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Couple are riding on in the face of adversity

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Every day seems more special after receiving a serious diagnosis, and in a place like Norfolk County, the rural landscape seems lovelier than ever.

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That was Brad and Shannon Adams’ experience this weekend as they took part in a horse caravan across Norfolk County. The purpose of Ride for the Registry is to raise awareness about blood cancers and the need for individuals to step up and register as potential bone-marrow donors.

“It was a beautiful ride down Highway 3,” Brad Adams, a sergeant with the Hamilton Police Service, said Sunday morning as he and his entourage saddled up at the German Home in Delhi en route to Tillsonburg.

“The weather has been great.”

The weekend has been filled with emotion. When Adams’ wife Shannon – a registered nurse at Norfolk General Hospital – was diagnosed with plasma-cell leukemia at Christmas – specialists at the Juravinski Cancer Centre in Hamilton said a bone-marrow transplant was the best hope for remission.

In Delhi, Adams confirmed this treatment is no longer available due to his wife’s weakened condition. The couple and their daughters Abby, 12, and Emma, 9, are managing the situation day by day.

“We always knew it was a bad cancer,” Brad Adams said. “The doctors have always told us it is a very aggressive cancer.”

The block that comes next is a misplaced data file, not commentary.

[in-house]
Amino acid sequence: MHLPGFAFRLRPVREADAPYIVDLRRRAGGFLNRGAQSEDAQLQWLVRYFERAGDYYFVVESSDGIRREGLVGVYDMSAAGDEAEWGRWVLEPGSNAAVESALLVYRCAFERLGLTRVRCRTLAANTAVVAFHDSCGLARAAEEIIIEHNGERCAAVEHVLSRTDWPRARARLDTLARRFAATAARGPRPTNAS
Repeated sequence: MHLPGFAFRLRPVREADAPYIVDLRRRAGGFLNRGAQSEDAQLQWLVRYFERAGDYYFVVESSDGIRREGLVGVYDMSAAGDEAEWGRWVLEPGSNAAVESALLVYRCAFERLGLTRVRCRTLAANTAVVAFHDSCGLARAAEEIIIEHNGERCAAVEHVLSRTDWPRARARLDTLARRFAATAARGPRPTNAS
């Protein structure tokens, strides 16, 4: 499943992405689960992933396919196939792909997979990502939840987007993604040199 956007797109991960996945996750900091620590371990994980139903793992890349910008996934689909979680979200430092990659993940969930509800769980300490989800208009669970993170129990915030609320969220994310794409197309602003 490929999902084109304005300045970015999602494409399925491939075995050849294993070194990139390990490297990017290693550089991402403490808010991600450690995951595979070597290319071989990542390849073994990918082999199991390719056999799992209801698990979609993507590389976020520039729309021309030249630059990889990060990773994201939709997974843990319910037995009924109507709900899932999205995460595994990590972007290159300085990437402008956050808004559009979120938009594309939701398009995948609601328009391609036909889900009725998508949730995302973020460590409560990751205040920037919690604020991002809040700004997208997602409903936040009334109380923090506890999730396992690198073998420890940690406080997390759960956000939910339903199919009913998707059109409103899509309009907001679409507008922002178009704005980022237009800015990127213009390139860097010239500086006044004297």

He added that Saturday was a day for reflecting on how good life can be when you open your eyes to your surroundings and their possibilities. He and two of his best men from his wedding party 15 years ago detoured down Lynndale Road in Simcoe en route to NGH due to construction on a bridge on the Queensway East. Residents of the quiet neighbourhood poured out of their homes to watch the riders pass by, offering encouragement every step of the way.

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“There were radiant smiles on everyone’s faces,” Brad Adams said. “It’s like everyone’s had enough of COVID, and here was something live and vibrant and real that they can enjoy.”

The route from Renton to Tillsonburg was lined with burnt-orange rosettes. Anyone travelling in Norfolk this weekend would’ve found it impossible to miss them. The concentration of rosettes – the symbol of Shannon’s battle with the illness – was heaviest at NGH.

When the entourage arrived, NGH staff poured out of the emergency entrance on West Street to share their best wishes. A lone bagpiper played an appropriate skirl in honour of Shannon’s Scottish background and her youth as a highland dancer.

“It all came together for me at that moment and it just about killed me,” Brad Adams said. “My eyes got cloudy. But I just looked forward and we rode on.”

Adams, his family and supporters are in the midst of a 10-day journey covering 233 kilometres. They are raising awareness about Canadian Blood Services’ stem-cell registry as well as raising funds for the Juravinski centre.

The response has been positive. Shannon Adams reported Sunday that $8,300 of the $10,000 goal for Juravinski was already in hand. Meanwhile, more than 1,000 from across southern Ontario have registered with CBS.

“To be honest, I can hardly talk about it without crying,” Shannon said in Delhi. “I’m impressed and overwhelmed by the love and support of this community. My NGH family has gone above and beyond from Day 1.”

Adams’ objective Sunday was to ride from Delhi to Tillsonburg. The next leg of the trip will take him from Tillsonburg south to Lake Erie and then east from there to Port Dover. From Port Dover, he heads north, ending his travels May 15 – if the weather co-operates – in Caledonia.

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